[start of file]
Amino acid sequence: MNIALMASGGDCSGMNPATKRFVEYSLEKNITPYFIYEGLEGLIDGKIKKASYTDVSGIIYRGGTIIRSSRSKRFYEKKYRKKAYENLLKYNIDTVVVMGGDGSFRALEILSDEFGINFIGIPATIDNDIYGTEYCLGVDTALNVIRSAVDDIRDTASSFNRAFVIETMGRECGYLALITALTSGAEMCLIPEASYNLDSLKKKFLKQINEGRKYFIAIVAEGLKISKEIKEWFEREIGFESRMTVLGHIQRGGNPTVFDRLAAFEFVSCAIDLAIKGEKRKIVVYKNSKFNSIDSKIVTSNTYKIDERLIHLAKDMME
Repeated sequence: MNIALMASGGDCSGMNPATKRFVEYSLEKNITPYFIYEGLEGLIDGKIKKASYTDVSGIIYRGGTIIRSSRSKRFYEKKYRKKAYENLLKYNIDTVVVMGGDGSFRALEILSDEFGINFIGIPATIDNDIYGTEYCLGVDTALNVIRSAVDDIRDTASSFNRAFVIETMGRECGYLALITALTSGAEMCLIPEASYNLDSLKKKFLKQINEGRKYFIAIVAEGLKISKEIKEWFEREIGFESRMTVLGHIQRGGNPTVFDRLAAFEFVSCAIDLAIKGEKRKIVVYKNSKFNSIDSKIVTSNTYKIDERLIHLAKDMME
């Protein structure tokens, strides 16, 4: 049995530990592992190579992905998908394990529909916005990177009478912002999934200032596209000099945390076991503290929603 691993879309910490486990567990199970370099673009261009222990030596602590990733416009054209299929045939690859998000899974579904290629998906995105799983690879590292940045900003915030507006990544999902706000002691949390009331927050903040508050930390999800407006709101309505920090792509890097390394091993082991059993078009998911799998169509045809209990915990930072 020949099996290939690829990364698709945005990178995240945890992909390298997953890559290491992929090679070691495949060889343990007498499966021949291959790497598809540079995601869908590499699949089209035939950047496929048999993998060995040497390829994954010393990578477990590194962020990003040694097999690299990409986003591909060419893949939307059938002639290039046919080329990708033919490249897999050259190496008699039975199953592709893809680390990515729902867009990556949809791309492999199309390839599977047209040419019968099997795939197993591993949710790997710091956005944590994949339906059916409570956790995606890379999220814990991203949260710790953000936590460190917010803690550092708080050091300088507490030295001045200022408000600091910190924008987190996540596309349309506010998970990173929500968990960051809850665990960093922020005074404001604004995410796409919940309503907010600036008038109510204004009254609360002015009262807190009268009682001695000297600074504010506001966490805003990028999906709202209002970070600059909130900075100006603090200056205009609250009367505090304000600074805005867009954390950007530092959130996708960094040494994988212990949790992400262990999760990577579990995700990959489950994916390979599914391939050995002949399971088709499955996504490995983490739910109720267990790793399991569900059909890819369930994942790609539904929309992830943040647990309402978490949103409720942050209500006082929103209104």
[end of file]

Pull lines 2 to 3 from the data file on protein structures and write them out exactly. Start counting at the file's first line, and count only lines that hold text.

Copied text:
Repeated sequence: MNIALMASGGDCSGMNPATKRFVEYSLEKNITPYFIYEGLEGLIDGKIKKASYTDVSGIIYRGGTIIRSSRSKRFYEKKYRKKAYENLLKYNIDTVVVMGGDGSFRALEILSDEFGINFIGIPATIDNDIYGTEYCLGVDTALNVIRSAVDDIRDTASSFNRAFVIETMGRECGYLALITALTSGAEMCLIPEASYNLDSLKKKFLKQINEGRKYFIAIVAEGLKISKEIKEWFEREIGFESRMTVLGHIQRGGNPTVFDRLAAFEFVSCAIDLAIKGEKRKIVVYKNSKFNSIDSKIVTSNTYKIDERLIHLAKDMME
């Protein structure tokens, strides 16, 4: 049995530990592992190579992905998908394990529909916005990177009478912002999934200032596209000099945390076991503290929603 691993879309910490486990567990199970370099673009261009222990030596602590990733416009054209299929045939690859998000899974579904290629998906995105799983690879590292940045900003915030507006990544999902706000002691949390009331927050903040508050930390999800407006709101309505920090792509890097390394091993082991059993078009998911799998169509045809209990915990930072 020949099996290939690829990364698709945005990178995240945890992909390298997953890559290491992929090679070691495949060889343990007498499966021949291959790497598809540079995601869908590499699949089209035939950047496929048999993998060995040497390829994954010393990578477990590194962020990003040694097999690299990409986003591909060419893949939307059938002639290039046919080329990708033919490249897999050259190496008699039975199953592709893809680390990515729902867009990556949809791309492999199309390839599977047209040419019968099997795939197993591993949710790997710091956005944590994949339906059916409570956790995606890379999220814990991203949260710790953000936590460190917010803690550092708080050091300088507490030295001045200022408000600091910190924008987190996540596309349309506010998970990173929500968990960051809850665990960093922020005074404001604004995410796409919940309503907010600036008038109510204004009254609360002015009262807190009268009682001695000297600074504010506001966490805003990028999906709202209002970070600059909130900075100006603090200056205009609250009367505090304000600074805005867009954390950007530092959130996708960094040494994988212990949790992400262990999760990577579990995700990959489950994916390979599914391939050995002949399971088709499955996504490995983490739910109720267990790793399991569900059909890819369930994942790609539904929309992830943040647990309402978490949103409720942050209500006082929103209104």